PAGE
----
Well, last year I found a small agency that organized dinners and parties for people who never met each other before. It was fun! I made some new friends and got the chance to wear my favourite dress, the dinner was great and we partied almost all night. This year, tho, I find myself running out of the necessary amount of energy to interact with brand new people. I’m basically an introvert, so making friends doesn’t always come naturally to me and I decided to do what I always do when in doubt. Travel!
My first step will be the little, lovely Tivoli, near Rome. Easy to reach by train from Tiburtina Station, not too expensive and surely equipped with some amazing gardens and ancient villas to see. I honestly don’t know why I never went there before, there’s so much to see and I even found a lovely apartment to rent. I’m almost more excited about that than all the things I’m going to see! Soon after I’ll go to San Gimignano, Tuscany, where I’ll even meet two friends I didn’t get to see since last year. Now, San Gimignano is really, absolutely a must see if you happen to be in Italy. It’s probably on every, single travel guide and if you go there you can see why. It’s a small medieval town, with stone towers, narrow streets and amazing art hidden inside the churches. The last time I went there I was a little girl of maybe ten, so I remember almost nothing, but I still have a small, marble owl my parents bought me as a souvenir. The only flaw, maybe, is that the ancient burgh is not immediately linked to Florence. You can still get there by train+bus, so this is not even a real problem, and probably it’s even easier to reach if you’re in Siena.
Well, of course I’ll be back on this topic probably at the very beginning of 2020 and hopefully with some nice pic to show you. Let’s hope the weather will have mercy.
Why have I never done it? What’s Molise, anyway?
Well, let’s start from the beginning. As I’ve already told you before, probably more than once, I’m definitely an autumn enthusiast. This means I really enjoy red leaves, fireplaces, crisp air and all the package. I really wish to experience autumn in Canada, for an instance, but this is another story. Since I had a couple of free days, two weeks ago, I decided to leave for a small trip with a few dear friends of mine. The problem was, where to go without spending a small fortune and without having to stay in a car for the whole duration of the trip? As it turns out there’s a region in the south of Italy which for some reason isn’t really on the main tourists roads, despite being pretty close to some beautiful and well known villages, and also on the road to a few of the most popular ski resorts in the south. This region also has some amazing landscapes, is not crowded at all so you can really enjoy its relaxed, peaceful atmosphere and if this were not enough, with a little luck you can run into the truffle festival!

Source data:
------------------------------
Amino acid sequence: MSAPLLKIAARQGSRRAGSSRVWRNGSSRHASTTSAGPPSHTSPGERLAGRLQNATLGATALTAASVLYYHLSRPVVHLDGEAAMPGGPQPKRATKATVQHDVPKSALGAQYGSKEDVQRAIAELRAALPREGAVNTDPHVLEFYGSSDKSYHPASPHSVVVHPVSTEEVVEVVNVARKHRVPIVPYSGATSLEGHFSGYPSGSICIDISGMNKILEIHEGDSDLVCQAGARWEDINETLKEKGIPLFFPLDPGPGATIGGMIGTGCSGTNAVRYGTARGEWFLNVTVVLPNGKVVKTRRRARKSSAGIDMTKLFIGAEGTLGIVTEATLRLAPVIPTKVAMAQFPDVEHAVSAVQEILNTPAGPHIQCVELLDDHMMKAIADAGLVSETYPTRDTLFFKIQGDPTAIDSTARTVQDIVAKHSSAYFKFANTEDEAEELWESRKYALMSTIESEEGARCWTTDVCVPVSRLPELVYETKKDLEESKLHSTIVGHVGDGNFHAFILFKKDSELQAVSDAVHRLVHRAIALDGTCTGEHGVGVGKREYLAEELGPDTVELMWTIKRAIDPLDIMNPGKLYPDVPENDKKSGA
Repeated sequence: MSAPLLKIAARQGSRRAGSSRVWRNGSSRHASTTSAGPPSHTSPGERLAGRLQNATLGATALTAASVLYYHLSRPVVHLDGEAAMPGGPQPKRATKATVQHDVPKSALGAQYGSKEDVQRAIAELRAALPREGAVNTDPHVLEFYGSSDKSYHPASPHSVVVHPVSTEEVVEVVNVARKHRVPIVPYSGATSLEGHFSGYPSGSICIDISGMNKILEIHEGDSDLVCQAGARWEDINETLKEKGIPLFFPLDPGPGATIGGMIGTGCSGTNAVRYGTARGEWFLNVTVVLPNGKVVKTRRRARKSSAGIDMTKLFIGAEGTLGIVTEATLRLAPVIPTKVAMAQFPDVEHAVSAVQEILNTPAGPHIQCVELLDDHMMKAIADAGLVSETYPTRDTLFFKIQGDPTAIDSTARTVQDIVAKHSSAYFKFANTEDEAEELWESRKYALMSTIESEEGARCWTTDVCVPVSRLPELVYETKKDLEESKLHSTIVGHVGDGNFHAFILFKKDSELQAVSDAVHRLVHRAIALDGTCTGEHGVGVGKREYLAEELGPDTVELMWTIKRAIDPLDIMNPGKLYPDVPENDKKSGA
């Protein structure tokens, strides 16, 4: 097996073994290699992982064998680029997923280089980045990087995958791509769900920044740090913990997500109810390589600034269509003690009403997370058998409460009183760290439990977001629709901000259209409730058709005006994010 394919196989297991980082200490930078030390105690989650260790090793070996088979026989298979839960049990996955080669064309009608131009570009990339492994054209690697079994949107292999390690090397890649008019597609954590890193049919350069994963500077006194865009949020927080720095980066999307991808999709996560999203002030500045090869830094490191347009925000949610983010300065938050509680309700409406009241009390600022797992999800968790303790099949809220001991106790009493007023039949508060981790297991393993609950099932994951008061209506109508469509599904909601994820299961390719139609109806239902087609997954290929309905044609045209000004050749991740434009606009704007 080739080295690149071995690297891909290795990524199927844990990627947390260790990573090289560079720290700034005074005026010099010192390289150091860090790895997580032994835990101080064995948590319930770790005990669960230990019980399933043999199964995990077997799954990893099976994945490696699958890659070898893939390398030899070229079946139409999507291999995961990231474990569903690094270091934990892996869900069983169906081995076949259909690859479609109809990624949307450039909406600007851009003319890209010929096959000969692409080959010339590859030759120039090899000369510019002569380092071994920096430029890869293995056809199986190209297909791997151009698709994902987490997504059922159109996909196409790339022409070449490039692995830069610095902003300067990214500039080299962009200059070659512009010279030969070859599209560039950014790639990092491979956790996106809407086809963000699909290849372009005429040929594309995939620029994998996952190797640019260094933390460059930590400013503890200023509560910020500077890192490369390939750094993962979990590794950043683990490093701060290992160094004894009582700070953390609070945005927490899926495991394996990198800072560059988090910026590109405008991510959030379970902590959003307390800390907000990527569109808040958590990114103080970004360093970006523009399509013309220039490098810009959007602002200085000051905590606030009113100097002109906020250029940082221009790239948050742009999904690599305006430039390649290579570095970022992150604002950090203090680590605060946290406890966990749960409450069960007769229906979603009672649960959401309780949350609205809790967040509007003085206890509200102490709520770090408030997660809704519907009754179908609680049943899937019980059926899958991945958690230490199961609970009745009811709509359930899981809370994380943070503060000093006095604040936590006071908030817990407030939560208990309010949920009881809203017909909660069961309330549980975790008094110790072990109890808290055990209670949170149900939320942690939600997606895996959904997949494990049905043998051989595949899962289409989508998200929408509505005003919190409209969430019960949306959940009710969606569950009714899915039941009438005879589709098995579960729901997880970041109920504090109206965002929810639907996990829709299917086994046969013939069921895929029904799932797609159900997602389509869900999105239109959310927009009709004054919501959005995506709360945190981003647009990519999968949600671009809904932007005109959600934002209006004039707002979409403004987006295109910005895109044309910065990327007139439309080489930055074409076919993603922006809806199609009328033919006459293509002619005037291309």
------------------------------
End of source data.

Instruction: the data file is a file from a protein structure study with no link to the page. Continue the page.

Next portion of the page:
Well, this is Molise for you! For me there’s just a virtual, self-inflicted clip behind the hear because of course I knew Molise existed, but it never occurred to me to go there, despite it being really close to where I live.
We had to choose the easy paths for our walks because it was a rainy weekend but it was wonderful just the same. I got to collect a small booty of pine cones and acorns with which I am having fun making some Christmas decorations. We also visited a sanctuary for injured or sick animals, where they are currently treating wonderful birds of prey and some turtles. Or maybe the turtles are just there as permanent guests, I’m not sure.
Unfortunately, deer and does were nowhere to be seen, but it is completely understandable. You never know what some smelly humans can do.
As far as I know in the region there is also a large peat bog where you can meet wild horses, among countless other species of animal and birds in particular. It must be a beautiful place, and definitely something I will want to see sooner rather then later. I’ve already seen something of the sort in France and it was really far beyond amazing. Sadly for this I will have to wait for spring.
In the meantime, my advice is, if you are in the south of Italy don’t snub Molise!
And that something is color. The beauty of summer sunset can be simply moving, and the sparkling white of the snow is incredibly pretty. Let alone the joy that only spring flowers can bring. Yet, the warm color of the autumnal nature is the best thing in the world, for me. It makes me dream of long nights spent reading in front of the fireplace, or collecting mushrooms with granpa.